Model construction and analysis. The Maxent modeling algorithm version 3.3.0 (Phillips et al., 2006) was used to model the distribution of species, applying 500 iterations, a convergence threshold of 0.00001, and a cumulative output.
For each pine taxon a MAXENT model was generated using a cumulative output (Fig. 1). This output showed the socalled relative suitability for each grid cell, applying values from 0 to 100, with higher values meaning higher suitability.
The models generated by Maxent were evaluated by their area under the ROC curve (AUC) generated for each model, and by the test proposed by Pearson et al. (2007) in the case of species with small sample sizes. Models with AUC values from 0.75 and above were considered useful, as recommended by Elith (2000. In Phillips and Dudik, 2008). The AUC is a thresholdindependent method that measures the overall model performance. AUC values range from 0 to 1, with values of 0.5 or below indicating a model that is no better than random and with a value of 1 when the model has perfect discrimination (Engler et al., 2004). The Maximum Training Sensitivity + Specificity (MTS+S) threshold criterion was used to create presence/absence maps for each pine taxon as suggested by JimenezValverde and Lobo (2007). The presence/absence maps were converted to a polygon format yielding the total extent of occurrence in km2 for each pine taxon. Representation levels of pine taxa were defined based on the overlap of the modelled distribution area with the layer of protected areas. Three representation classes (gap, partial gap or covered) were defined following Rodrigues et al. (2004b). Taxa for which the modelled distribution was fully outside any protected area were called gap taxa. Partial gap taxa showed a representation below a socalled target value. This value depended on the total extent of the modelled distribution of each taxon. For taxa with a total distribution of 1 000 km2 or less the target representation value was defined as 100%. For taxa with a total distribution of 250 000 km2 or more the target representation value was defined as 10%. For taxa with total distributions between 1 000 and 250 000 km2, the target was interpolated as proposed by Rodrigues et al. (2004b). Covered taxa showed a representation equal or above the target value. All GIS analyses were carried out with ArcInfo version 9.3 (ESRI, 2009).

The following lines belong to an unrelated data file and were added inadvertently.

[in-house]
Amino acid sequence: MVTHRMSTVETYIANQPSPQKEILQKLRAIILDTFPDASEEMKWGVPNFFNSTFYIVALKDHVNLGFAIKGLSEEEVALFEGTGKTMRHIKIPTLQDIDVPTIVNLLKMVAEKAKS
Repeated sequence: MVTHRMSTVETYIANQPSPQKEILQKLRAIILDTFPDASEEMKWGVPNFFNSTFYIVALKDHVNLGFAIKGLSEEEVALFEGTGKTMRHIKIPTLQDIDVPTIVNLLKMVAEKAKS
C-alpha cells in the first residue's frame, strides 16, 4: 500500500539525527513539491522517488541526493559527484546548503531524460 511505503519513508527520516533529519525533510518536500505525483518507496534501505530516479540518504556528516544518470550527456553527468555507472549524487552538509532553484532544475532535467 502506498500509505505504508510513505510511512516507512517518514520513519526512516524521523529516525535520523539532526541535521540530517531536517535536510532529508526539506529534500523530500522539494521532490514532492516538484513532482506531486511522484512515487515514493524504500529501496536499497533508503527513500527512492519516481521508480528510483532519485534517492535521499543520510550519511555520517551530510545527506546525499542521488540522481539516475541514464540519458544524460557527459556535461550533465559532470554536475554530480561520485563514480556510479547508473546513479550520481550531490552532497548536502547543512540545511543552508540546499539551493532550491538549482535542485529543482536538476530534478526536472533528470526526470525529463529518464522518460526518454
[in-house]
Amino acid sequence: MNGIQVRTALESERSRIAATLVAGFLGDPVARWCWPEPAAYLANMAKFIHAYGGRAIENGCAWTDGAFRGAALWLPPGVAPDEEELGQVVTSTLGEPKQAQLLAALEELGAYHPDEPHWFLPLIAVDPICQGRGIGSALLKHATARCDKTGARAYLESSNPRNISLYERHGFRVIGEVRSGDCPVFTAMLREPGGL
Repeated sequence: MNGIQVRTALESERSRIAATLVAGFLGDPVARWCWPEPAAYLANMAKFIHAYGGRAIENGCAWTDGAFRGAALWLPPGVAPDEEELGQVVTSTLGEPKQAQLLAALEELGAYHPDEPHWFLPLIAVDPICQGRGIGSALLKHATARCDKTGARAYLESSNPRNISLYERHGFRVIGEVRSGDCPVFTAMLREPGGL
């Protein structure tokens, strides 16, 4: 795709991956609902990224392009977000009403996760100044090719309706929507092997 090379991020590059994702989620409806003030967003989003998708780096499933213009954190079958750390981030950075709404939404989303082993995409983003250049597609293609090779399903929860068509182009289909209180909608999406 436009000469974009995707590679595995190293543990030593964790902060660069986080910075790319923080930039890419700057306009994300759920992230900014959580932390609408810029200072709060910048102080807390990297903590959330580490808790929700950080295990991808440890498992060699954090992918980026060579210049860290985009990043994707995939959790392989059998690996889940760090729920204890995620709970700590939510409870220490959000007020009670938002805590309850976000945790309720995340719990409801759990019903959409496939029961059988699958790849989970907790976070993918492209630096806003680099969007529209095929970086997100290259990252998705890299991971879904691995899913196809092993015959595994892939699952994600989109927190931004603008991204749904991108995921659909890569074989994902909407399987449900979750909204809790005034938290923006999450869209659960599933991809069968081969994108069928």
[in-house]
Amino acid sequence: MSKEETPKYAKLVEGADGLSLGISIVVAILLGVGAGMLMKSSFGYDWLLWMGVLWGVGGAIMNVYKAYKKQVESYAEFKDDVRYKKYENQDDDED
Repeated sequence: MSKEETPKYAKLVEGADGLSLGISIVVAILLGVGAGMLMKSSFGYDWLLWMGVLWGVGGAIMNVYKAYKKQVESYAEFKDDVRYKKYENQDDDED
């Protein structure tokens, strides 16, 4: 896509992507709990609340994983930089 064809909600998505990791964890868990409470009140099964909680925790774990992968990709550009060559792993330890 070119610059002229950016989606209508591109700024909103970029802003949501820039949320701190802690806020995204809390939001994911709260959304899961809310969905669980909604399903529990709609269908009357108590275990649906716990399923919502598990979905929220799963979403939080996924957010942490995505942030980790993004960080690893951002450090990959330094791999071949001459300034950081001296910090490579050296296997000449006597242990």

Differences in area protected between taxa classified as threatened and not threatened were tested by means of a MannWhitney test (Zar, 1984). Linear regression was used to examine how the area protected depended on distributional extent.
All MAXENT models performed well as assessed by the AUC on the test data, which was above 0.76 for all species with the exception of 7 pine taxa. These had small sample sizes (6 or less points) and, therefore, the test proposed by Pearson et al. (2007) was applied (Table 1).
The total extent of the modelled species distributions was highly related to the total extent inside protected areas (Fig. 2). All species were classified as partial gap taxa. The representation levels did not go beyond 70% (Table 1). Thirty nine taxa showed a representation below 10%, 14 taxa had a representation between 10% and 20%, and only 3 taxa were represented at levels of 20% or above.
The extent of the modelled distribution of threatened pine taxa was significantly smaller than that of other pine taxa (MannWhitney test U = 161, p<0.05) and showed a smaller overlap with protected areas (MannWhitney test U = 165, p<0.05). Compared to the nonthreatened species, the threatened pine taxa showed a higher percentage deficit to the representation targets, which implies that they were less well represented in the Mexican protected areas (MannWhitney test U = 200, p<0.05).